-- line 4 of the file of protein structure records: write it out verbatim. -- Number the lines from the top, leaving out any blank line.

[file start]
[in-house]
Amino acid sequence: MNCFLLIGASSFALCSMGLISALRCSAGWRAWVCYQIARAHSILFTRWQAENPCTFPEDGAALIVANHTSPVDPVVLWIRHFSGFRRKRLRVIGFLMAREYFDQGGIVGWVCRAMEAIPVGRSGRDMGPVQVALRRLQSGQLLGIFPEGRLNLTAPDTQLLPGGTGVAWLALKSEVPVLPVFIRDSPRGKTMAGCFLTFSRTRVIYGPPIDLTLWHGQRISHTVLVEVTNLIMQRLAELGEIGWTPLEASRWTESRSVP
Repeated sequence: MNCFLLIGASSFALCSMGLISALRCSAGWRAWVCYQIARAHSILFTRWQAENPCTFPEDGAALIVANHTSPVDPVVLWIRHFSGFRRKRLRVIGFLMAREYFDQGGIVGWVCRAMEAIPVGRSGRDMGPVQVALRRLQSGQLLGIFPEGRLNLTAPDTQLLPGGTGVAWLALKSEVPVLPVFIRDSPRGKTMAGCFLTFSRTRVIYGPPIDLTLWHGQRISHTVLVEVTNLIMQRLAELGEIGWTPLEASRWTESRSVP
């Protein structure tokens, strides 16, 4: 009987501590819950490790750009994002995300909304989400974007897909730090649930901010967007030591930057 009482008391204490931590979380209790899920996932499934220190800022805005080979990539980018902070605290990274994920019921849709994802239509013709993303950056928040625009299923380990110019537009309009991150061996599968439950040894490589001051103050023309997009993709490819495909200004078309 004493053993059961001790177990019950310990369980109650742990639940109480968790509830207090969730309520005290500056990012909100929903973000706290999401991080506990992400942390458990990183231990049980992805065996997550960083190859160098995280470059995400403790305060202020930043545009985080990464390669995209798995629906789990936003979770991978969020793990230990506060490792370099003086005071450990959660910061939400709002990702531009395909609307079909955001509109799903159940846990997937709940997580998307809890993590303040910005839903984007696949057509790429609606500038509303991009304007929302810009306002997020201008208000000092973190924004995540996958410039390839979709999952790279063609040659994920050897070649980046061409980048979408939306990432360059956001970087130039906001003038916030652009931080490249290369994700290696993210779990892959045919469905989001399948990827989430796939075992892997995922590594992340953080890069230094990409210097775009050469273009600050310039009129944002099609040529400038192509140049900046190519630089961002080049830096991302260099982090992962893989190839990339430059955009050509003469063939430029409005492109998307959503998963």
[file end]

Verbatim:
């Protein structure tokens, strides 16, 4: 009987501590819950490790750009994002995300909304989400974007897909730090649930901010967007030591930057 009482008391204490931590979380209790899920996932499934220190800022805005080979990539980018902070605290990274994920019921849709994802239509013709993303950056928040625009299923380990110019537009309009991150061996599968439950040894490589001051103050023309997009993709490819495909200004078309 004493053993059961001790177990019950310990369980109650742990639940109480968790509830207090969730309520005290500056990012909100929903973000706290999401991080506990992400942390458990990183231990049980992805065996997550960083190859160098995280470059995400403790305060202020930043545009985080990464390669995209798995629906789990936003979770991978969020793990230990506060490792370099003086005071450990959660910061939400709002990702531009395909609307079909955001509109799903159940846990997937709940997580998307809890993590303040910005839903984007696949057509790429609606500038509303991009304007929302810009306002997020201008208000000092973190924004995540996958410039390839979709999952790279063609040659994920050897070649980046061409980048979408939306990432360059956001970087130039906001003038916030652009931080490249290369994700290696993210779990892959045919469905989001399948990827989430796939075992892997995922590594992340953080890069230094990409210097775009050469273009600050310039009129944002099609040529400038192509140049900046190519630089961002080049830096991302260099982090992962893989190839990339430059955009050509003469063939430029409005492109998307959503998963």